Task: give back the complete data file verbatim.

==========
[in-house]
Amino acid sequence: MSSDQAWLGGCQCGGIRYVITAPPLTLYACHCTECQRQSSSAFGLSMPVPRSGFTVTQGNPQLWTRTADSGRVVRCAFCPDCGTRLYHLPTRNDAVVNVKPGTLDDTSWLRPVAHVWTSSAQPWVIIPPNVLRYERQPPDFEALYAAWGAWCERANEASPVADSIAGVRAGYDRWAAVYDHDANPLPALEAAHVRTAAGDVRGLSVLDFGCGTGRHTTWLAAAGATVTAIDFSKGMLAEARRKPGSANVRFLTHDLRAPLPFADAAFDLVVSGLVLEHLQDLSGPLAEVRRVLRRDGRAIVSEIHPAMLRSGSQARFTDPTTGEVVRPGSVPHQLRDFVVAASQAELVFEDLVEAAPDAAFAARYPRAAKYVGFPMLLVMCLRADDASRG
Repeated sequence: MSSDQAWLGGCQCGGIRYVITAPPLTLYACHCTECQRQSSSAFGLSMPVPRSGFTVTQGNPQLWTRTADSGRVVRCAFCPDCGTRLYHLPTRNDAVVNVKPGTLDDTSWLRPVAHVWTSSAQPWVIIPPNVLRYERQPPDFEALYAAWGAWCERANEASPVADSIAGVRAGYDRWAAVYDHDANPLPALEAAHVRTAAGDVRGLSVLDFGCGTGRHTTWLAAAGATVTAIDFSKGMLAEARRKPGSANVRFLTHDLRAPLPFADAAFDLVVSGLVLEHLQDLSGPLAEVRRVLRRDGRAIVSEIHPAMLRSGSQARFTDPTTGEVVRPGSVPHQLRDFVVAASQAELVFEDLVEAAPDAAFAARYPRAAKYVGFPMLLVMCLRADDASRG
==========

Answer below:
[in-house]
Amino acid sequence: MSSDQAWLGGCQCGGIRYVITAPPLTLYACHCTECQRQSSSAFGLSMPVPRSGFTVTQGNPQLWTRTADSGRVVRCAFCPDCGTRLYHLPTRNDAVVNVKPGTLDDTSWLRPVAHVWTSSAQPWVIIPPNVLRYERQPPDFEALYAAWGAWCERANEASPVADSIAGVRAGYDRWAAVYDHDANPLPALEAAHVRTAAGDVRGLSVLDFGCGTGRHTTWLAAAGATVTAIDFSKGMLAEARRKPGSANVRFLTHDLRAPLPFADAAFDLVVSGLVLEHLQDLSGPLAEVRRVLRRDGRAIVSEIHPAMLRSGSQARFTDPTTGEVVRPGSVPHQLRDFVVAASQAELVFEDLVEAAPDAAFAARYPRAAKYVGFPMLLVMCLRADDASRG
Repeated sequence: MSSDQAWLGGCQCGGIRYVITAPPLTLYACHCTECQRQSSSAFGLSMPVPRSGFTVTQGNPQLWTRTADSGRVVRCAFCPDCGTRLYHLPTRNDAVVNVKPGTLDDTSWLRPVAHVWTSSAQPWVIIPPNVLRYERQPPDFEALYAAWGAWCERANEASPVADSIAGVRAGYDRWAAVYDHDANPLPALEAAHVRTAAGDVRGLSVLDFGCGTGRHTTWLAAAGATVTAIDFSKGMLAEARRKPGSANVRFLTHDLRAPLPFADAAFDLVVSGLVLEHLQDLSGPLAEVRRVLRRDGRAIVSEIHPAMLRSGSQARFTDPTTGEVVRPGSVPHQLRDFVVAASQAELVFEDLVEAAPDAAFAARYPRAAKYVGFPMLLVMCLRADDASRG